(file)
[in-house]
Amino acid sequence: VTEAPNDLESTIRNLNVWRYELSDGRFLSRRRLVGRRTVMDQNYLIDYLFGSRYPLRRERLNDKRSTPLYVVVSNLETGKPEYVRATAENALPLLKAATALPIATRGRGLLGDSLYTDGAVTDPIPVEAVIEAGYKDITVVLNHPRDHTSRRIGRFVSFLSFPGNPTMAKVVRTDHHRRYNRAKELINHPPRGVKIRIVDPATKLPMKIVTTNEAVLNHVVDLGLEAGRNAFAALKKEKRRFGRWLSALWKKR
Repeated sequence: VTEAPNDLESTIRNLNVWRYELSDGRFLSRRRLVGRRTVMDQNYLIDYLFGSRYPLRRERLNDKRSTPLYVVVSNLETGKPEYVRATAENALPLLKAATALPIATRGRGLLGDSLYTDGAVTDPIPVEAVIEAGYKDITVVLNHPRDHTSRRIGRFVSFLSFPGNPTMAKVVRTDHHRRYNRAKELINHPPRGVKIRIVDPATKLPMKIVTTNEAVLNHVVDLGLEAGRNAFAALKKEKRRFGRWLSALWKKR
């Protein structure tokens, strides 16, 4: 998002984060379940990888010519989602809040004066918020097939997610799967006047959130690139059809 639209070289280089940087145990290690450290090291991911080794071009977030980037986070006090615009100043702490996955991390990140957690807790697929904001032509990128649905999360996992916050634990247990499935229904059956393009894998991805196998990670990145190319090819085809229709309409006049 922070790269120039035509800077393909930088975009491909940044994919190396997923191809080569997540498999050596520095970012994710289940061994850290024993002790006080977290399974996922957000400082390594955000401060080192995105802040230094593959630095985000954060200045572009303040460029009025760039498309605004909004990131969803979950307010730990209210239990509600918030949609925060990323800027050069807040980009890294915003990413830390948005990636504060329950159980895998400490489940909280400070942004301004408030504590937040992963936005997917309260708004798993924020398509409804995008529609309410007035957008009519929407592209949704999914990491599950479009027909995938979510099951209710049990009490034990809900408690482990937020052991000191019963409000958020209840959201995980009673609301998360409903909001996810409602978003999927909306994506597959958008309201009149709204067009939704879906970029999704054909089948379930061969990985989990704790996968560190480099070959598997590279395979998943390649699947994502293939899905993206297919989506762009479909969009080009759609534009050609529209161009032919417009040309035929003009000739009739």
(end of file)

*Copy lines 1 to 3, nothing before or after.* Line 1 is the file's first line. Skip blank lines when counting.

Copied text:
[in-house]
Amino acid sequence: VTEAPNDLESTIRNLNVWRYELSDGRFLSRRRLVGRRTVMDQNYLIDYLFGSRYPLRRERLNDKRSTPLYVVVSNLETGKPEYVRATAENALPLLKAATALPIATRGRGLLGDSLYTDGAVTDPIPVEAVIEAGYKDITVVLNHPRDHTSRRIGRFVSFLSFPGNPTMAKVVRTDHHRRYNRAKELINHPPRGVKIRIVDPATKLPMKIVTTNEAVLNHVVDLGLEAGRNAFAALKKEKRRFGRWLSALWKKR
Repeated sequence: VTEAPNDLESTIRNLNVWRYELSDGRFLSRRRLVGRRTVMDQNYLIDYLFGSRYPLRRERLNDKRSTPLYVVVSNLETGKPEYVRATAENALPLLKAATALPIATRGRGLLGDSLYTDGAVTDPIPVEAVIEAGYKDITVVLNHPRDHTSRRIGRFVSFLSFPGNPTMAKVVRTDHHRRYNRAKELINHPPRGVKIRIVDPATKLPMKIVTTNEAVLNHVVDLGLEAGRNAFAALKKEKRRFGRWLSALWKKR